When investors gave US$12 million (AU$16.12 million) to a startup called CryptoKitties in March, many raised their eyebrows at the news.
CryptoKitties, which describes its product as one of the world's first blockchain games, uses blockchain technology to collect and "breed" digital cats. Users can buy colourful, googly-eyed cats, some of which cost thousands of real-world dollars, to trade and "breed" more digital cat offspring.
It's a bit like blockchain-based Beanie Babies.
Like Beanie Babies, CryptoKitties are considered collectibles. Their novelty lies in the fact that owners can prove that they possess sole ownership of the Crypto Kitty they have purchased.
In December, it was reported that one particular Crypto Kitty sold for around US$155,000.
People had already spent millions buying and trading CryptoKitties by the time top-tier investors including Andreessen Horowitz and Union Square Ventures decided to give the company $US12 million.
Before the deal went through, one investor in the company told Business Insider that the product embodied one of the most important and applicable use-cases of the blockchain: The ability to safely store digital collectibles online.
But it looks like CryptoKitties itself could be in danger of becoming a short-lived novelty.
The number of CryptoKitties transactions decreased in June by 98.4 percent compared to its peak of 80,500 transactions back in December 2017, according to data from Bloxy.
The game is still among the most popular options for ethereum-related gaming, but public interest in buying and selling them seems to have waned significantly in recent months.
CryptoKitties cofounder Bryce Bladon told Business Insider in an email that the decrease in CryptoKitties transactions was to be expected, and there were a few factors, one of which was the skyrocketing costs of processing a transaction based on ethereum.
"Since launching CryptoKitties and running headfirst into the challenge of scaling, we've made numerous product and design decisions to reduce the number of superfluous smart contract interactions," Bladon said in an email.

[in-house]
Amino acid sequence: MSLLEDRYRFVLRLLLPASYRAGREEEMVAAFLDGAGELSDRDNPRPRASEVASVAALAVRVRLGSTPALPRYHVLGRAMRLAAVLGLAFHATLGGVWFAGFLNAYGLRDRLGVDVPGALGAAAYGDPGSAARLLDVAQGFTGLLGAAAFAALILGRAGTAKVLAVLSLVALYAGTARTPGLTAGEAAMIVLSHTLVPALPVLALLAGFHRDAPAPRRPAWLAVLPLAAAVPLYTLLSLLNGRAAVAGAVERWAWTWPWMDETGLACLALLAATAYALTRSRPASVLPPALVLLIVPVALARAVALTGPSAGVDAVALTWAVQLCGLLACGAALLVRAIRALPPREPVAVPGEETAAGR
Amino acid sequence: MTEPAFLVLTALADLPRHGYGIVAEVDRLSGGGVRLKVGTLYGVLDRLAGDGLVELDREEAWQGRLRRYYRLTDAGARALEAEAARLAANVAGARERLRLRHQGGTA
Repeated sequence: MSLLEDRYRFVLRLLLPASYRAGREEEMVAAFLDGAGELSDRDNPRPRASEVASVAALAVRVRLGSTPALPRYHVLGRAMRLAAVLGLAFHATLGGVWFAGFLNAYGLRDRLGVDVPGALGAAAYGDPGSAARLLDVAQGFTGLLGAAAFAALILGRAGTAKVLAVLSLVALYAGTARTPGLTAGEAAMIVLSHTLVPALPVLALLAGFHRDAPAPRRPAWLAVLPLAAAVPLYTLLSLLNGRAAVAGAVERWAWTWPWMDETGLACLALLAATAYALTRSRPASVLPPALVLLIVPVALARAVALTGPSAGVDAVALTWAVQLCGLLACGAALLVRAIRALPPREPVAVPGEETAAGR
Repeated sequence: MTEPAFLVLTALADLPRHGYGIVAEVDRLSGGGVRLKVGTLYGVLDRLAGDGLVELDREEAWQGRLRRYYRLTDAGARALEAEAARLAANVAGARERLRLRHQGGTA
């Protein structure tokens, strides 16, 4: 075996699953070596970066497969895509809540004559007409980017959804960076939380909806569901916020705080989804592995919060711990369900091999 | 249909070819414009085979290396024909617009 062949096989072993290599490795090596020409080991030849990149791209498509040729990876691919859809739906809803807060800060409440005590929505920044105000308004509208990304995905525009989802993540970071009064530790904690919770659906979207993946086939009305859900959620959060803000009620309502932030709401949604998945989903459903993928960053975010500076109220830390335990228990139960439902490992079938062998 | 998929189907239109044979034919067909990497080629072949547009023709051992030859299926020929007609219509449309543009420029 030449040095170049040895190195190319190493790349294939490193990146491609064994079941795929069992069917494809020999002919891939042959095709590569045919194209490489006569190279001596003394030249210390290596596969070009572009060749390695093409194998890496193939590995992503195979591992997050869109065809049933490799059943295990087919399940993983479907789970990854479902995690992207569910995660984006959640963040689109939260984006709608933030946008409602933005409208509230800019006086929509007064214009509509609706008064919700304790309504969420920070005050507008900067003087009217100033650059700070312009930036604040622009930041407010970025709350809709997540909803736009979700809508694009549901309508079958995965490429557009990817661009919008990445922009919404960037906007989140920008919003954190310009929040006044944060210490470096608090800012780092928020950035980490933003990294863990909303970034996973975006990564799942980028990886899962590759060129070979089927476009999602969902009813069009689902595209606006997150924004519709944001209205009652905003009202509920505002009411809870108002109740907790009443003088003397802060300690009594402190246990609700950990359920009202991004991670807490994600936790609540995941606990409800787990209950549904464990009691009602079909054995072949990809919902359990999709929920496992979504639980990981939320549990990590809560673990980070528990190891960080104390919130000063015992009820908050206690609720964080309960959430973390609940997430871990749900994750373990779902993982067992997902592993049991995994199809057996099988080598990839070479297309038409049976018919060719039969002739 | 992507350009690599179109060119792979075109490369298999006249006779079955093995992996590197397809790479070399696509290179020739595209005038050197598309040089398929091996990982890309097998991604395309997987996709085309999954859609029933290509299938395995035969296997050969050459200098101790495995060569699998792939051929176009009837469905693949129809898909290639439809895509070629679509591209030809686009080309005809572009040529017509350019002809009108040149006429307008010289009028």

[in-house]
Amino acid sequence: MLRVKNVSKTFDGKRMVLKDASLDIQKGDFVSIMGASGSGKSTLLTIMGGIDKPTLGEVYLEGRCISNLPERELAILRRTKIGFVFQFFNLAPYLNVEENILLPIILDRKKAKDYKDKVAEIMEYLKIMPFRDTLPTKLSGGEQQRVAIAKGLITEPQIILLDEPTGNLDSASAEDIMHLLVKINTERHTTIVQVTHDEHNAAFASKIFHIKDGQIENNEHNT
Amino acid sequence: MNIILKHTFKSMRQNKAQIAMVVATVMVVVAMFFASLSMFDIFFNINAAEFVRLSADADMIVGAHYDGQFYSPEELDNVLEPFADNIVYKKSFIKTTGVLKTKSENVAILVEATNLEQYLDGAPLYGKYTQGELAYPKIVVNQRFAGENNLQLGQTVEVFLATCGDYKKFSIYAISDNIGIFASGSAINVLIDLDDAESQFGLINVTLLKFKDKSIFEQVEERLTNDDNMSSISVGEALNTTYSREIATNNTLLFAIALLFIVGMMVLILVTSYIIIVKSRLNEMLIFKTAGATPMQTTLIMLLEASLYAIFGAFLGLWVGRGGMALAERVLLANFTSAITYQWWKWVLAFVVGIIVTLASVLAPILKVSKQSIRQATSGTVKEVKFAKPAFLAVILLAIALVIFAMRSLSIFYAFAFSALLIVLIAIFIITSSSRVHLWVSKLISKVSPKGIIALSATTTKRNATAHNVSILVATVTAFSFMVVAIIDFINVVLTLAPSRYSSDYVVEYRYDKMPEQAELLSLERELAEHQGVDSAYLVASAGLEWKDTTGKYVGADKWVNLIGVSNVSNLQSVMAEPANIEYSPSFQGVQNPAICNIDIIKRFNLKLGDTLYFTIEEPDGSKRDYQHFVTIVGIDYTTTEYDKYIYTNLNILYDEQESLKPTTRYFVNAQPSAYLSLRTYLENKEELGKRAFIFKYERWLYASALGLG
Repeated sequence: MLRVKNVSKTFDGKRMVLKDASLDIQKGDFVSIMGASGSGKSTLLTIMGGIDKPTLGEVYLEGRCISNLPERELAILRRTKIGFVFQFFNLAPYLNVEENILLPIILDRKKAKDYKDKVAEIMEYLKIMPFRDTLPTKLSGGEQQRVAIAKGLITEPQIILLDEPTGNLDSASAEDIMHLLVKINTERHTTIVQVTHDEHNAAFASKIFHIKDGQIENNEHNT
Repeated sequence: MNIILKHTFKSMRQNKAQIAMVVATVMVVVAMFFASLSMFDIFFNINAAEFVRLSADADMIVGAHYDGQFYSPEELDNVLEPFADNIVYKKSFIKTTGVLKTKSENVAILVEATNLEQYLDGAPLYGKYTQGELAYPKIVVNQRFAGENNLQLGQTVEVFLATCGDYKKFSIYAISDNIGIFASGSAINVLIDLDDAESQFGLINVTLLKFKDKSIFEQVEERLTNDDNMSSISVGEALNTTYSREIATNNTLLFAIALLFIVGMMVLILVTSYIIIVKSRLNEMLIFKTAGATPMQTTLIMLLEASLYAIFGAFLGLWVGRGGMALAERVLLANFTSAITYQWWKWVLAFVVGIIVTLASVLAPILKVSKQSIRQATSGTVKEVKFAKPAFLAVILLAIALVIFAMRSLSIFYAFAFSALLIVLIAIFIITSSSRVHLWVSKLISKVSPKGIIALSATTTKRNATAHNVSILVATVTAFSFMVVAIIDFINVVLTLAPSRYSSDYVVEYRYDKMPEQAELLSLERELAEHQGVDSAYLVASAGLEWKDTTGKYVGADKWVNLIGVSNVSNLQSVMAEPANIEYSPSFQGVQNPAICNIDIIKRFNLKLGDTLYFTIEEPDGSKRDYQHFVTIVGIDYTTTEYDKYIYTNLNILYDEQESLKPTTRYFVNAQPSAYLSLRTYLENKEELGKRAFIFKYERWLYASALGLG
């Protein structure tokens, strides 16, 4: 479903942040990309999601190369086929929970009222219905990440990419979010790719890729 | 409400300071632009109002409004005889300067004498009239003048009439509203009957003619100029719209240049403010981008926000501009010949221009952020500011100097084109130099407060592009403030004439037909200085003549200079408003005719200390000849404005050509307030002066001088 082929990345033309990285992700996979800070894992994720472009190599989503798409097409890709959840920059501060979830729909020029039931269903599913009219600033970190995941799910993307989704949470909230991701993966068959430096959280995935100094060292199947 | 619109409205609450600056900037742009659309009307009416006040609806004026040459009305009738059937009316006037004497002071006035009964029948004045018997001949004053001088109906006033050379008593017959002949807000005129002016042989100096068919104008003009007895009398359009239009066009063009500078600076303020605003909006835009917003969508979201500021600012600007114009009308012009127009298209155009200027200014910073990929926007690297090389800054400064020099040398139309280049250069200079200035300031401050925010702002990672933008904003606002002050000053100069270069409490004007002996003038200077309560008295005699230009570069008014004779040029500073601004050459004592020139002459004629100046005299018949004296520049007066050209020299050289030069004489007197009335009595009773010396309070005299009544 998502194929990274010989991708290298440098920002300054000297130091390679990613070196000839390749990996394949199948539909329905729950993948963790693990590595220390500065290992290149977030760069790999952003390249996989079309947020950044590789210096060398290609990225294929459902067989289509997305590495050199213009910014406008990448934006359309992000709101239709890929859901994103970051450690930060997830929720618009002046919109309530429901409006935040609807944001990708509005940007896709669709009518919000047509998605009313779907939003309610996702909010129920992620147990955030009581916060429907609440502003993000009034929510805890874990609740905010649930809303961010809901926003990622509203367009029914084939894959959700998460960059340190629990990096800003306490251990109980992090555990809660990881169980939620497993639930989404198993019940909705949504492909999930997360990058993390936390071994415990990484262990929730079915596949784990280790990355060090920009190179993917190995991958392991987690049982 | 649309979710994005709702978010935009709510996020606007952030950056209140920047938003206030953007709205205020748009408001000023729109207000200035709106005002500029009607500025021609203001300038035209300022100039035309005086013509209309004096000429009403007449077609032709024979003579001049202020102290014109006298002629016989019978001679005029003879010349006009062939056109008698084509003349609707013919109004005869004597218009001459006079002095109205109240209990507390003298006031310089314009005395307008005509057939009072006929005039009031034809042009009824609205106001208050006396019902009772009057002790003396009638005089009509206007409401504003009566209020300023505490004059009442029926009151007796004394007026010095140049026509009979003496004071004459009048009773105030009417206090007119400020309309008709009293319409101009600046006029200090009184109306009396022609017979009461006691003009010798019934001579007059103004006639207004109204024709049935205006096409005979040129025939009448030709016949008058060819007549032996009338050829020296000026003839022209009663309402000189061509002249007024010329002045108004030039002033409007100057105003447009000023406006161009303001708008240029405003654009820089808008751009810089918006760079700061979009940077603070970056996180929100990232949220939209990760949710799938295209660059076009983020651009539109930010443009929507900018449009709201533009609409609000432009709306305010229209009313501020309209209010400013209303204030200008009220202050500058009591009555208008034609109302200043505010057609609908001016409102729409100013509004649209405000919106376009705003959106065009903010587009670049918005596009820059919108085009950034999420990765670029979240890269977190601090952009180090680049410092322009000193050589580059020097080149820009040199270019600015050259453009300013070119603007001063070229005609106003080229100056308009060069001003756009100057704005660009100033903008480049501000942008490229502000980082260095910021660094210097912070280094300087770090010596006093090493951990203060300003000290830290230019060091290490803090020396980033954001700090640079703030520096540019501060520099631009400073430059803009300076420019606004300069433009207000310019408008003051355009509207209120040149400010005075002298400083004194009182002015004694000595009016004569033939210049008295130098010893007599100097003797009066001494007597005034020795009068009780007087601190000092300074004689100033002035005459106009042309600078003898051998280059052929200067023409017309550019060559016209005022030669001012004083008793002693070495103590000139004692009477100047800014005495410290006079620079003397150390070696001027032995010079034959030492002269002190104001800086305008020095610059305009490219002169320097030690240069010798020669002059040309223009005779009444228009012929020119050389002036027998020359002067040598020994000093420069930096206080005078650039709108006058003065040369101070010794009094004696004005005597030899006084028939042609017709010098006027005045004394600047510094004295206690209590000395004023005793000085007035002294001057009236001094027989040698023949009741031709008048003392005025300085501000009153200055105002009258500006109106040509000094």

"From our discord community to the KittyVerse - our soon-to-launch program for developers building experiences on top of our [platform] - we're delivering numerous ways to engage with CryptoKitties outside of buying and breeding them.
"In addition, our community has become much more educated on what CryptoKitties is and how it works. Gas fees on the Ethereum network have also increased by 50x what they were when we launched. The result is much more purposeful transactions, as opposed to people engaging with the smart contract just to see what happens."
Basically, Bladon is saying that the livelihood of CryptoKitties can't simply be measured by the number of transactions that happen in a month, and that people's behaviours have changed as the price of processing a transaction has increased.
This has caused people to be more strategic in how often they make one, according to Bladon, and to experiment less with the platform's "smart contracts."
He could be right. But it still looks like there's a significant dropoff in the way people are interacting with the digital cats.
In April, Greylock Partners took a closer look at the usage of some of the most popular decentralized apps. Drawing on data from DappRadar, the firm estimated CryptoKitties daily active users at around 907.
On Friday, that same metric on DappRadar had fallen to around 300 daily active users. (Bladon said he was unable to confirm any numbers regarding CryptoKitties' daily active users as he was travelling, and wouldn't have access to the company's analytics until the following week.)
The average price of CryptoKitties seems to have decreased dramatically, as well. Blockchain analytics site Diar pegs the average price around US$5 per digital cat, a decline from what Diar suggests was its all-time median high of around US$41.
Like any marketplace, a decrease in the number of transactions is seldom good news - which could be one factor as to why CryptoKitties seems eager to find different use-cases for its product.
Just last week, the company announced the addition of "KittyBattles" and "KittyHats". Two new ways of engaging with CryptoKitties beyond a strictly transactional context.
Last month, a cryptocurrency startup founder told Business Insider that she felt that CryptoKitties might be destined for the same fate as their Beanie Babie counterparts:
"People want to spend their crypto on real stuff," she said.
"The only way you can justify spending hundreds of thousands of dollars on a cartoon cat is if there aren't enough real world use-cases for cryptocurrencies."
This article was originally published by Business Insider.
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